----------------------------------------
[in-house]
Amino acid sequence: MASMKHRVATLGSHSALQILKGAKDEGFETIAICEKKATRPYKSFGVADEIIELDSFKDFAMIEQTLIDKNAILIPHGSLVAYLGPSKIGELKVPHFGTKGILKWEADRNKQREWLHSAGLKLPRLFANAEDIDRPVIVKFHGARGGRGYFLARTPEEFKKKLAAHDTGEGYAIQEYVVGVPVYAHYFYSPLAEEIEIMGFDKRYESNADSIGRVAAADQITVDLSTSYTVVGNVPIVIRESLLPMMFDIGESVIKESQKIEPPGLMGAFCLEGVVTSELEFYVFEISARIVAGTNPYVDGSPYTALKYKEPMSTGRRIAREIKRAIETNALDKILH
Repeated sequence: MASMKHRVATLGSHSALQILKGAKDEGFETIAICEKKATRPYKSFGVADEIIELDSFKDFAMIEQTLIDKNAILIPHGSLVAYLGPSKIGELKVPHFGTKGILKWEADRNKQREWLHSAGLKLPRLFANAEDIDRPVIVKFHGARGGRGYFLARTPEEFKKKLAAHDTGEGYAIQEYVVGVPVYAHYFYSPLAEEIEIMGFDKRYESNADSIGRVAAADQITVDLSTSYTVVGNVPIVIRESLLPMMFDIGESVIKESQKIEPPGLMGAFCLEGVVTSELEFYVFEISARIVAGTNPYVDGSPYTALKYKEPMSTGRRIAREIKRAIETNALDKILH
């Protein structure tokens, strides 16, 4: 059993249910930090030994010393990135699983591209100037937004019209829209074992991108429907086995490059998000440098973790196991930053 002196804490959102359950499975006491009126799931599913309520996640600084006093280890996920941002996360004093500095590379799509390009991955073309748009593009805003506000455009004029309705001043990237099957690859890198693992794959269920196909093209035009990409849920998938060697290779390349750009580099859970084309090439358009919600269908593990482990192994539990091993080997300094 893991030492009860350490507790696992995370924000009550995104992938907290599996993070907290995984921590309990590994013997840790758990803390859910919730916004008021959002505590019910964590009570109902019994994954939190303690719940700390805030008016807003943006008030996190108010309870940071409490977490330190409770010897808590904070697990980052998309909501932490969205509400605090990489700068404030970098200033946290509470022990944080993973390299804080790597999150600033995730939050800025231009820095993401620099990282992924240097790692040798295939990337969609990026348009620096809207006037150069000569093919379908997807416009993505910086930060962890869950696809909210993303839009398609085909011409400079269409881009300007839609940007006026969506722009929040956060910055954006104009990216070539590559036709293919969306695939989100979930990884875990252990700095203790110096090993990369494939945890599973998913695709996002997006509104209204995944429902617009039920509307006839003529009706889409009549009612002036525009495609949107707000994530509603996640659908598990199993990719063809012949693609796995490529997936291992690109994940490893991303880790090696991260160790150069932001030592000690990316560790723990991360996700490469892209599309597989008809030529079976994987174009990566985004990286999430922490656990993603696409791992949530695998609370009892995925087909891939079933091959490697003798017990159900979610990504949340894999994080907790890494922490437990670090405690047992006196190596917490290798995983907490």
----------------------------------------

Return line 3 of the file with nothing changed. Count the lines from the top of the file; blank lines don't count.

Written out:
Repeated sequence: MASMKHRVATLGSHSALQILKGAKDEGFETIAICEKKATRPYKSFGVADEIIELDSFKDFAMIEQTLIDKNAILIPHGSLVAYLGPSKIGELKVPHFGTKGILKWEADRNKQREWLHSAGLKLPRLFANAEDIDRPVIVKFHGARGGRGYFLARTPEEFKKKLAAHDTGEGYAIQEYVVGVPVYAHYFYSPLAEEIEIMGFDKRYESNADSIGRVAAADQITVDLSTSYTVVGNVPIVIRESLLPMMFDIGESVIKESQKIEPPGLMGAFCLEGVVTSELEFYVFEISARIVAGTNPYVDGSPYTALKYKEPMSTGRRIAREIKRAIETNALDKILH